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British war hero to sue after he was forced out for being bisexual

British war hero to sue after he was forced out for being bisexual

The Royal Navy marches at Pride in London

A British man who fought in the Falklands War is suing the Ministry of Defence. He claims the Royal Navy forced him out for being bisexual and wants his service medals returned.

Joe Ousalice, 68, served as a radio operator for 18 years in the Royal Navy. He received several medals during that time. Ousalice served in the Falklands War, did six tours of Northern Ireland during the Troubles and was also deployed to conflict areas in the Middle East.

He told the BBC that serving in the navy was his ‘life’.

‘I loved life in the navy, because of the comradeship,’ he said.

During his career Ousalice received a Long Service and Good Conduct medal. He also received three Good Conduct Badges.

The fight for medals

Ousalice said senior officers often questioned him about his sexuality during his career. The Navy eventually discharged him in 1993 after accusing him of being in bed with another man. During the Court Marshall, Ousalice said they forced him to reveal his sexuality.

In his discharge report, the Navy wrote ‘he may attempt to corrupt others in the future’. The Navy also stripped him of his medals and badges.

But now he wants them back.

‘After the court martial was completed a guy came in with a pair of scissors and said ‘sorry mate, I need your medal’ and just cut the medal off me,’ he told the BBC.

‘The fact that I had been to the Middle East, to the Falklands, to Northern Ireland six times means a lot to me and that medal is proof to me that I was good enough for all those years and yet somebody can just come and take it away from you.’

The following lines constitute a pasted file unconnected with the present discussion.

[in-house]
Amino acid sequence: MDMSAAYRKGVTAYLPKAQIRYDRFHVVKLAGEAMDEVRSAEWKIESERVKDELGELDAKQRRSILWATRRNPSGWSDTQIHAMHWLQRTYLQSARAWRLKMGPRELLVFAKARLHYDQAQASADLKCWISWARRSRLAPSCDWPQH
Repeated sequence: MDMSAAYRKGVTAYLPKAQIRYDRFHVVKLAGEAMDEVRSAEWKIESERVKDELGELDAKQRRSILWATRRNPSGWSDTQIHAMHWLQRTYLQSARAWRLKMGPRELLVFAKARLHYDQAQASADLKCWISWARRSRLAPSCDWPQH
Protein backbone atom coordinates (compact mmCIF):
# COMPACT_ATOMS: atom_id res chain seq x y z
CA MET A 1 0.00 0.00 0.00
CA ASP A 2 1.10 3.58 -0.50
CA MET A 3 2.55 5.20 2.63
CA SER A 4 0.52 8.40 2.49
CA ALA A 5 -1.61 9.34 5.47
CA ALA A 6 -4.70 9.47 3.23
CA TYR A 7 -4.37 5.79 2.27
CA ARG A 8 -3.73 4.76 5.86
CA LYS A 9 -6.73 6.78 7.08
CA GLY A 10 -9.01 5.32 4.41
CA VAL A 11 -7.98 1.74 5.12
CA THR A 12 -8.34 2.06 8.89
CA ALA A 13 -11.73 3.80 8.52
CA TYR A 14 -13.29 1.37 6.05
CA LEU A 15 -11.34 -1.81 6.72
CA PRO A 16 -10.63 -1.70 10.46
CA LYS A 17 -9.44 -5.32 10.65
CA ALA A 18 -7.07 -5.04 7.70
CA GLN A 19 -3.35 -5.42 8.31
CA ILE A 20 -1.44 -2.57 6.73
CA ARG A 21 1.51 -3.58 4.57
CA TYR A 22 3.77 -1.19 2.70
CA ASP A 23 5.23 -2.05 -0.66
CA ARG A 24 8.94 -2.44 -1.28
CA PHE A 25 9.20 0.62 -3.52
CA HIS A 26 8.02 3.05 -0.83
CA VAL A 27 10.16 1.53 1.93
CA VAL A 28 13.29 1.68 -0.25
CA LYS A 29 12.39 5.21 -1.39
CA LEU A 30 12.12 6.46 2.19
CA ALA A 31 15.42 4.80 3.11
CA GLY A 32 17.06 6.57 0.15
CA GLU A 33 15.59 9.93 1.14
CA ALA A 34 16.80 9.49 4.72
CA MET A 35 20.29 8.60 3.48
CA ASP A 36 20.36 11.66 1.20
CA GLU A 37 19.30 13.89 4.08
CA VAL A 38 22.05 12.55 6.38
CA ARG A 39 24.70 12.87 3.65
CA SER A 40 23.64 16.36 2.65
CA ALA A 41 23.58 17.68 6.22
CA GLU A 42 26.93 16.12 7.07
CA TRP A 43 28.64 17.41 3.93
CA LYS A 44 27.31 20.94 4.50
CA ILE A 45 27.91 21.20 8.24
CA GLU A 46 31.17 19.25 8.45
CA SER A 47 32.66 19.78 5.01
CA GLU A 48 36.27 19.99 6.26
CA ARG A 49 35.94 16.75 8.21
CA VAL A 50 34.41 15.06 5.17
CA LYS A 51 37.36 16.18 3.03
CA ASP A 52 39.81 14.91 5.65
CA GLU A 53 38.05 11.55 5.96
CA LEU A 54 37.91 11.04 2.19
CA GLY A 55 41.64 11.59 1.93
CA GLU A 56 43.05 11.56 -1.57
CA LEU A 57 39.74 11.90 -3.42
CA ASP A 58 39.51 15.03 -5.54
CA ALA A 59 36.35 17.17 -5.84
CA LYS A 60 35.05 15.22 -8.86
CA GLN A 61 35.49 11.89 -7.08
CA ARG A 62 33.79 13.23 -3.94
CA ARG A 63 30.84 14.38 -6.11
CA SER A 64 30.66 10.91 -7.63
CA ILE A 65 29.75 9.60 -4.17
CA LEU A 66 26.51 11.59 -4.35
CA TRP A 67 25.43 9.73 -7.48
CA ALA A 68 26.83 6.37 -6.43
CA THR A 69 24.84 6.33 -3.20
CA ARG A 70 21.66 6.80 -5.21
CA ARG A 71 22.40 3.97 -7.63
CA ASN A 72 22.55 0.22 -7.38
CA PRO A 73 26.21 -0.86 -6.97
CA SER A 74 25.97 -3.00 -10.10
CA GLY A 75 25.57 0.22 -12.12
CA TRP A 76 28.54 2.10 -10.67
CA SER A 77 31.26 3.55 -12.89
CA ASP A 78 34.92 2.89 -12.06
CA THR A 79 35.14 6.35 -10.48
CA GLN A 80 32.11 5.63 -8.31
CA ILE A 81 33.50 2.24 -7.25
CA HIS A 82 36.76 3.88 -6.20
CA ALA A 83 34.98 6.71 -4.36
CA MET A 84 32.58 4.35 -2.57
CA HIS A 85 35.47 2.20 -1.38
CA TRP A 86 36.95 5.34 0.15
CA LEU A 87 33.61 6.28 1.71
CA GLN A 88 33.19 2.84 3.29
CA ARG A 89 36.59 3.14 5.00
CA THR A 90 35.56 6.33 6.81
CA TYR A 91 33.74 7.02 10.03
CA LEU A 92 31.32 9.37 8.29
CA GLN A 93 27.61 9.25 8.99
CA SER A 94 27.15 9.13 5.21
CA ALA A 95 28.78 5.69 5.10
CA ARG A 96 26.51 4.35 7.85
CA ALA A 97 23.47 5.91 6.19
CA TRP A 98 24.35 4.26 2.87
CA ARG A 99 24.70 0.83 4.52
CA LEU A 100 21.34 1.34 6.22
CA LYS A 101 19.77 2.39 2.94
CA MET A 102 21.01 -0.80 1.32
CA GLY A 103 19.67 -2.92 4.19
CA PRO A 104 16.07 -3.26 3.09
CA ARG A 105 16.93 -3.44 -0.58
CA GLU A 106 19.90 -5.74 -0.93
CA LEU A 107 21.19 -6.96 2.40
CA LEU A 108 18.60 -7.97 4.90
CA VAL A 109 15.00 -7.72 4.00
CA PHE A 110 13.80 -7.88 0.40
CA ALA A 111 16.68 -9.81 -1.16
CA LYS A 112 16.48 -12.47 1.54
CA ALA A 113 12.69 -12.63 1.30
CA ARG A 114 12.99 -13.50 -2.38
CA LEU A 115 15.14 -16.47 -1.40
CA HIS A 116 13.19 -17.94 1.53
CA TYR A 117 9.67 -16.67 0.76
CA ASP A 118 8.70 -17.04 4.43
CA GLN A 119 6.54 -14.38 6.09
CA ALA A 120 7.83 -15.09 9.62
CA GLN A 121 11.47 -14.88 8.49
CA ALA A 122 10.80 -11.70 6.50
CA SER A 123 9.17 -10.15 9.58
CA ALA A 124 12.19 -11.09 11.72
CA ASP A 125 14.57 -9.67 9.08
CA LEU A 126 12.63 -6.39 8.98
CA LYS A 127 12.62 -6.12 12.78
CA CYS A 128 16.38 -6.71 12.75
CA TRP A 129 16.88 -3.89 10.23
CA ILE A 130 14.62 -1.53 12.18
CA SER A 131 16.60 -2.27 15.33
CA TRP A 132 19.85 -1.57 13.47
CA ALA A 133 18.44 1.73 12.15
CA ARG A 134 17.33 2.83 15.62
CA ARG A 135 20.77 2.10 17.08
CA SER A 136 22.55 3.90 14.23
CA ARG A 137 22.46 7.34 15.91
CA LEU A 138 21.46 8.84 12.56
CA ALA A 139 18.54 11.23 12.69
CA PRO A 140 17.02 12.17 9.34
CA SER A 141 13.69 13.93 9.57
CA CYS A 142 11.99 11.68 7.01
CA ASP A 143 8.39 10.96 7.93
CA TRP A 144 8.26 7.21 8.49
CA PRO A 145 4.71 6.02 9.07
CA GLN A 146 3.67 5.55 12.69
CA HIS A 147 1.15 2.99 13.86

Now with the help of human rights group, Liberty, Ousalice is fighting to get his medals returned.

‘I’m disgusted at the way I have been treated and I just want my medal back,’ he said.

A MoD spokesperson said: ‘We are currently looking at how personnel discharged from service because of their sexuality, or now abolished sexual offences, can have their medals returned.’

The ban on LGBTI people serving in the British military ended in 2000. Since then the armed forces have been named in the top 100 of LGBTI employers in Stonewall UK’s annual ranking.

In the 2019 list, the Royal Navy ranked 15th, with the Army at 51 and Royal Air Force at 68.

See also

Royal British Legion establishes first branch to support LGBTI troops

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Celebrating 15 years: Gays have made UK Army, Navy and RAF a ‘better fighting force’